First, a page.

Reconstructive Urology & Men's Health
Prostate Enlargement - BPH
The prostate is a male gland that surrounds the urethra (urinary channel) near the bladder. Its main role happens during the fertility years, since the prostate makes much of the fluid that comes out during ejaculation. It grows as men age and may start to cause partial or complete blockage of the urinary stream. This can cause a variety of symptoms (see below), ranging from “obstructive” (slow stream, incomplete bladder emptying) to “irritative” (urgency to void, voiding multiple times at night). The bladder, which works harder and harder to get the urine out, may start to become abnormal over time.
If you are worried about the condition of your prostate or have some uncomfortable symptoms, the urologists at the reconstructive urology clinic can help you determine the cause and suggest treatment options. Our urologists have particular expertise in the transurethral resection of the prostate and laser prostate treatments.
Enlarged Prostate or BPH
Also known as benign prostatic hypertrophy (BPH), prostate enlargement is NOT the same as prostate cancer, which is also common in men but usually does not cause urinary symptoms until it has been present for a long time. There is also a link between erectile dysfunction (ED) and BPH although no one is entirely sure why that is. We know that if one is treated, the other often gets better also.
Prostate enlargement symptoms may include:
- Urinary frequency (day or night)
- Urinary urgency (a stronger urge than usual to urinate); if this is very strong, the patient may even have incontinence.
- Urinary hesitancy (difficulty initiating the urination) or straining to urinate
- Incomplete bladder emptying: this may be just a feeling or it may be the case that the bladder is retaining too much urine
- Weak or “stuttering” urinary stream
There are many tools to evaluate how severe the problem is and how we may best fix it. Some common ones include:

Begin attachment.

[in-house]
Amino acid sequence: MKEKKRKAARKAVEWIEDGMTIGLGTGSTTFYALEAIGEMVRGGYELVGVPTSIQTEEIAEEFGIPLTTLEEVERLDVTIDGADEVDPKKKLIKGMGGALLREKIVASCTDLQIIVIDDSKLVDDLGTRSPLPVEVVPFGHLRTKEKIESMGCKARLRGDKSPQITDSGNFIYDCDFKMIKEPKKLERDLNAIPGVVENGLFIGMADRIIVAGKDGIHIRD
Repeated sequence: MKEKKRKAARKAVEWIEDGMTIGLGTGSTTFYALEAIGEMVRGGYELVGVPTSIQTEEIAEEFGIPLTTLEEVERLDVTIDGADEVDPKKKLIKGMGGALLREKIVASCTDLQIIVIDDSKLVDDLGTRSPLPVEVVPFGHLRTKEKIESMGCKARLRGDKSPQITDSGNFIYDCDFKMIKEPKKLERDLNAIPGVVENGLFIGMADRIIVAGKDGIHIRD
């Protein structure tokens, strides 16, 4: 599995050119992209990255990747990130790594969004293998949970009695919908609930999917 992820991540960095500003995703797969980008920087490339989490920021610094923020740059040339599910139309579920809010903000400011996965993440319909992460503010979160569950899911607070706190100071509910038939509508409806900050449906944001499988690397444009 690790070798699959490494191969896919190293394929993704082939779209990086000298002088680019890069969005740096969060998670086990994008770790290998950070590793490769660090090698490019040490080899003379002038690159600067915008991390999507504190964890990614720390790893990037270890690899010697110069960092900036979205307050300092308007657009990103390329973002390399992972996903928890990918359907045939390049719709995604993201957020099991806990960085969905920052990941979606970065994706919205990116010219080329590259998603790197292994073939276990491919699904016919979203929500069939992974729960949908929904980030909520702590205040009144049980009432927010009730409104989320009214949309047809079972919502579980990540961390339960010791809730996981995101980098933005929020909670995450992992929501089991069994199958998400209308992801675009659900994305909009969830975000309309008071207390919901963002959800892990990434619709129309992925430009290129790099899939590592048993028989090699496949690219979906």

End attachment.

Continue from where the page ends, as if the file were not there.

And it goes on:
- Questionnaires, such as the international prostate symptom score (IPSS)
- Ultrasound to determine whether the bladder is emptying
- Rectal examination to evaluate the size and texture of the prostate
- Blood tests including PSA (the level of a chemical made by the prostate)
- Cystoscopy (looking inside urinary channel with a small camera)
Treatment of Enlarged Prostate
Treatment depends on a number of factors, including how severe the symptoms are, the size of the prostate, whether bladder is normal or abnormal and others. If the patient is not very bothered by the symptoms, often they do not require any treatment other than a periodic visit to make sure things aren’t getting worse.
William O. Brant, M.D.Locations
|Redstone Health Center||(801) 213-2700|
|University Hospital||(801) 213-2704|
Specialties: Erectile Dysfunction, General Urology, Male Incontinence, Men's Health, Trauma and Reconstructive Urology, Urology, Vasectomy
Colleen A. Lowe, ANPLocations
|University Hospital||(801) 581-7674|
Specialties: Erectile Dysfunction, Men's Health, Nurse Practitioner, Trauma and Reconstructive Urology, Urology
Jeremy B. Myers, M.D.Locations
|University Hospital||(801) 213-2702|
Specialties: General Urology, Neurogenic Bladder, Trauma and Reconstructive Urology, Urinary Diversion, Urinary Strictures and Fistula, Urology
Kathryn M. Trueheart, PA-C, MPAS
Specialties: Erectile Dysfunction, Men's Health, Physician Assistant, Trauma and Reconstructive Urology, Urology
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Diseases and Conditions
- Anatomy of the Prostate Gland
- Benign Prostate Problems
- Benign Prostatic Hyperplasia (BPH)
- Glossary - Prostate Health
- Home Page - Prostate Health
- Online Resources - Prostate Health
- Prostate Disease
Tests and Procedures
- Cryotherapy for Prostate Conditions
- Prostate/Rectal Sonogram
- Transurethral Resection of the Prostate (TURP)
- Questions for Men About Prostate Cancer
- What Do You Know About Prostate Health?
- What Happens During Transurethral Resection (TUR)